Game– The Manhattan Project
Set-up/play/clean-up– 2 hours
Basics-It’s time to build bombs! Each player takes the role of a different nation building nuclear weapons. On your turn you do one of two things: place workers on the main board and your board or recall your workers. Yes, this is a worker placement game, but the main twist is your building and how you use them. On the main board, players can buy buildings, repair, declare war, get money, get yellow cake, get bomb designs, get more workers, get more planes to attack, steal other player’s spaces, or refine your yellow cake to plutonium or uranium. You also get buildings that do much of the same but these are on your board. When you place workers, you get to place only ONE worker to the main board, but you can place as many workers as you want on your board. This leads the start of the game to go slow as everyone builds their home boards or only place on worker on a turn, but later in the game, you will see people place well over 10 workers to several different places. So, like some other euro style games, this is an engine building game. The way you win is building different bombs. Each bomb functions like a single use building that requires different types of workers to use as well as an amount of plutonium or uranium. When you build a bomb, you score its points. You can also load a bomb for five more points. With plutonium bombs, you can actually test fire a bomb. When you do this, you lose all that bombs points, BUT plutonium bombs are not worth that much more.
Theme-You play a nation trying to build bombs, and it’s fantastic. The different worker types make the game fun and make you really think you are sending your scientists to develop better reactors while engineers are building buildings and the base workers are out there in the mines. Espionage as an action is amazing. It really does feel like the cold war where your agents are out there sneaking into different facilities and stealing for your country. The fact you can declare war and attack really adds the feel of warring nations, and it’s a welcome addition to the euro game genre. Honestly, I played this game at Gencon, and bought this the next day. 5/5
Mechanics– Again, this is a great game through and through. It’s a euro, worker placement game; that’s a pretty crowded genre, but this game’s different spin on that really make the game. The different actions and workers really enhance the theme. And, the different actions complement one another. As an example, when you take some actions, money goes to a bribe pile. When you buy the cheapest building, you get the bribe pile. This means that you don’t have building build-up that you see in other games where no one wants to take a specific group of locations. This game might not be for everyone as there is direct player vs. player combat, but it was definitely for me! My only real complaint was the location deck. The game starts with a standard set of buildings, but after that, anything thing goes. So the next five buildings could be the most powerful combination in the game. The randomness in the building pile could hurt the game play and does take a bit from the game play. Check below for my suggestion on how to fix that. 4.5/5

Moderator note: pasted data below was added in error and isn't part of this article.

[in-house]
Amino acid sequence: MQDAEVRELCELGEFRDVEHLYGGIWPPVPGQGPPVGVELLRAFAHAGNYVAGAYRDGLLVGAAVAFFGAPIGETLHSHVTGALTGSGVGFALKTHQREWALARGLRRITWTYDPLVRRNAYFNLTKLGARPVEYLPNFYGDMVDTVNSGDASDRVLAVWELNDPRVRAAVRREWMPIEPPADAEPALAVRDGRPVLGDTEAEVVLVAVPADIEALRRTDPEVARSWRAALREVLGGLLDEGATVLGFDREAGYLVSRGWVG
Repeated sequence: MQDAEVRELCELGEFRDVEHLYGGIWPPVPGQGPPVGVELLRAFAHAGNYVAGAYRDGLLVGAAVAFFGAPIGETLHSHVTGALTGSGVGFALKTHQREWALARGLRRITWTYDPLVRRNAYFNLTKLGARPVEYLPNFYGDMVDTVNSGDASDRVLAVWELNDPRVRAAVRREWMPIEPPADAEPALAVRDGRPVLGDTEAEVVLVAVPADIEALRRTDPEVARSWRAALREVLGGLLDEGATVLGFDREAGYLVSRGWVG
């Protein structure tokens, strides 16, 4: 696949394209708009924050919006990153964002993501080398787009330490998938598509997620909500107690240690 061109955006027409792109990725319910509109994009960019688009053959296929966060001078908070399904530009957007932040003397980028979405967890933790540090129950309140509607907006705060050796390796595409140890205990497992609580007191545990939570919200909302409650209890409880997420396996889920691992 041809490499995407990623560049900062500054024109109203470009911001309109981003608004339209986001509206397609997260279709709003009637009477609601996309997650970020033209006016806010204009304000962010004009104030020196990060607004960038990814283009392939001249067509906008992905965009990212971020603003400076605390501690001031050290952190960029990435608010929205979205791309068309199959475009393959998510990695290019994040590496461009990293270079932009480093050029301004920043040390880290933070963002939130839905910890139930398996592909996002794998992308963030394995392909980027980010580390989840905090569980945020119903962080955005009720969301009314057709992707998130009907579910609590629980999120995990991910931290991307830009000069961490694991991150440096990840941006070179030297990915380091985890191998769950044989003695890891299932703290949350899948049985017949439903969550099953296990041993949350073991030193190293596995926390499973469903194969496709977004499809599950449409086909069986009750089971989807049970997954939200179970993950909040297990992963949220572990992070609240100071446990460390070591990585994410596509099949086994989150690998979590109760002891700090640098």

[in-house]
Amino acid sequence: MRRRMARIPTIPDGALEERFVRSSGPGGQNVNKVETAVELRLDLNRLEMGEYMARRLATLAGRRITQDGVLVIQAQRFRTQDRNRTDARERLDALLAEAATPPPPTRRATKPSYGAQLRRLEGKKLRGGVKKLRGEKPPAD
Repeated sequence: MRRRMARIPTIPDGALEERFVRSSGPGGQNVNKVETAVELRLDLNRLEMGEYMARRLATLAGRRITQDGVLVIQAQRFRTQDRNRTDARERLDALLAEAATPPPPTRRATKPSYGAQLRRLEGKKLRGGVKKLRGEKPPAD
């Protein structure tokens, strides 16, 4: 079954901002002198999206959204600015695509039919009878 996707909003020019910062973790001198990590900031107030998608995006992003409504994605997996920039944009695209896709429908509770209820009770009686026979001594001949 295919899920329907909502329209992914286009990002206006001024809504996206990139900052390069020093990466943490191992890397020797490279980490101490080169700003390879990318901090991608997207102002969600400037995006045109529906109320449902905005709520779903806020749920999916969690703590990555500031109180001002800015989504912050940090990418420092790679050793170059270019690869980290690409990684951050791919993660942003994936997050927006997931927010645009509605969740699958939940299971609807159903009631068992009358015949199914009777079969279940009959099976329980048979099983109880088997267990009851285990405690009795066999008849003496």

Art/Construction– The art of this game is great. It’s got a retro, 50’s fib to it, so the art really enhances the theme. The board looks like pieces from a 1950’s office hammering home the feel of the cold war. The pieces are thick cardboard. Since I’m crazy, I would have liked different colored meeples for the workers, but the cardboard works. The boards use iconography instead of words, and that works well. All and all, a well put together game. The tracks for fighters/bombers could use a bit of work, but I’m happy. 4.5/5
Instructions– The instructions are online at http://www.boardgamegeek.com. They are written in well-written, readable English with different translations available. It’s a beefy book (10+ pages), but it does explain how to play quite well. 5/5
Final Thoughts– I love this game. I love the combat, the engine building, the theme, the mechanics, and almost every aspect of this game. It’s one of my favorites. I bring this game with me to every game day I go to. If you want a great game, the easy to play, but has levels and levels, this is the game for you. 95%
Quick Fixes– The main problem at hand is too much randomness in the building deck. To fix it, I look to Suburbia. In that game, when the players set-up the game, they make three piles of tiles to play based on the tile backs. These tiles are marked with an A, a B, or a C, and they tiles get more powerful as the letters go up. If Minion games released a revamped set of building cards where the buildings were marked A, B, C so I could shuffle them appropriately, I would buy it in a heartbeat. Heck, maybe this week, I’ll sit down and make a list of cards for each group!